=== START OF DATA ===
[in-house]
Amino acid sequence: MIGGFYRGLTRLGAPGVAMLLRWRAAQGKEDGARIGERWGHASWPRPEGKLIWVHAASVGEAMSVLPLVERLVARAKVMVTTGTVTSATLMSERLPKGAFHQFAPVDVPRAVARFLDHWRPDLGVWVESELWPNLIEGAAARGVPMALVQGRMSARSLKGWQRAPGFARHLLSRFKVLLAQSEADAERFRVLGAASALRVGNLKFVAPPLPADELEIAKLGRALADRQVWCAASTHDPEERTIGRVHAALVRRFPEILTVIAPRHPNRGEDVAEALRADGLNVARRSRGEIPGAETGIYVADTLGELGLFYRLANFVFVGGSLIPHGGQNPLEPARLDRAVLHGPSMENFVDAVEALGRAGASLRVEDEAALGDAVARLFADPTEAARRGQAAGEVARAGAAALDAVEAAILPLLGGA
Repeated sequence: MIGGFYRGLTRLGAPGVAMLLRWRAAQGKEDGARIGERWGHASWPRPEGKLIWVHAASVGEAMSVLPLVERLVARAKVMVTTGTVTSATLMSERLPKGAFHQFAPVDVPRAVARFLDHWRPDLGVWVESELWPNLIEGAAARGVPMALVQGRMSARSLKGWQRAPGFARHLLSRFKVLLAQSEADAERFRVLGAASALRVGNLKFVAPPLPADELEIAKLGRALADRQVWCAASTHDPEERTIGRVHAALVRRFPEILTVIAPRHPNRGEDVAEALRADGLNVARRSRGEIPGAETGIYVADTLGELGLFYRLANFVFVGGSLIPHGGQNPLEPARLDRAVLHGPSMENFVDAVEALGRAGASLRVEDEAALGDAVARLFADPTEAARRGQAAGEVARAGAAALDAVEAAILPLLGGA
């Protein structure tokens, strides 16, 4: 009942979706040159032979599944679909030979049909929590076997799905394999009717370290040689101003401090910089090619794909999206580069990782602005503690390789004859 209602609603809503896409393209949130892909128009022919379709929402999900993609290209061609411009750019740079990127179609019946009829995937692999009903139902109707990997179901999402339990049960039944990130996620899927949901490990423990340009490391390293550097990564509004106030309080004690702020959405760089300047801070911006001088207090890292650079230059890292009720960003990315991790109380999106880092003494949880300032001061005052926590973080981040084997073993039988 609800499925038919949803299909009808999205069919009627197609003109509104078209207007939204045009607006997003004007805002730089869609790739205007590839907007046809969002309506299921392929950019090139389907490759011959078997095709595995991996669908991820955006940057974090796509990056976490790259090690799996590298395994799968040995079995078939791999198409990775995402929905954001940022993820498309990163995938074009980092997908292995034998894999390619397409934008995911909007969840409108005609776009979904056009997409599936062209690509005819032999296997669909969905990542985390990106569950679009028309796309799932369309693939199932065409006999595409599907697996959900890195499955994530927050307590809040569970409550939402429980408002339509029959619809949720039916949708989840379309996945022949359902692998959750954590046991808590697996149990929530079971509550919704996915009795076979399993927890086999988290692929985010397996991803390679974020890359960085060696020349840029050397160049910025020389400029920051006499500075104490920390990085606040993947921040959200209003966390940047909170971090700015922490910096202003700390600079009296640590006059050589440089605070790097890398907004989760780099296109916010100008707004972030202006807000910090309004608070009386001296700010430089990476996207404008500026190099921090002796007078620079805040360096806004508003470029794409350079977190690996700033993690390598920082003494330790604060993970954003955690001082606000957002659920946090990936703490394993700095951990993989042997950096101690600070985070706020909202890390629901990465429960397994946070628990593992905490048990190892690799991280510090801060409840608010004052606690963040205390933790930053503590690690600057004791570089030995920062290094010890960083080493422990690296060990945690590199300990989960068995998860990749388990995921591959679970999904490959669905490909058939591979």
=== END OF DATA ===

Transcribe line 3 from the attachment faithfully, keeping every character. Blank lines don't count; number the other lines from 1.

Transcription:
Repeated sequence: MIGGFYRGLTRLGAPGVAMLLRWRAAQGKEDGARIGERWGHASWPRPEGKLIWVHAASVGEAMSVLPLVERLVARAKVMVTTGTVTSATLMSERLPKGAFHQFAPVDVPRAVARFLDHWRPDLGVWVESELWPNLIEGAAARGVPMALVQGRMSARSLKGWQRAPGFARHLLSRFKVLLAQSEADAERFRVLGAASALRVGNLKFVAPPLPADELEIAKLGRALADRQVWCAASTHDPEERTIGRVHAALVRRFPEILTVIAPRHPNRGEDVAEALRADGLNVARRSRGEIPGAETGIYVADTLGELGLFYRLANFVFVGGSLIPHGGQNPLEPARLDRAVLHGPSMENFVDAVEALGRAGASLRVEDEAALGDAVARLFADPTEAARRGQAAGEVARAGAAALDAVEAAILPLLGGA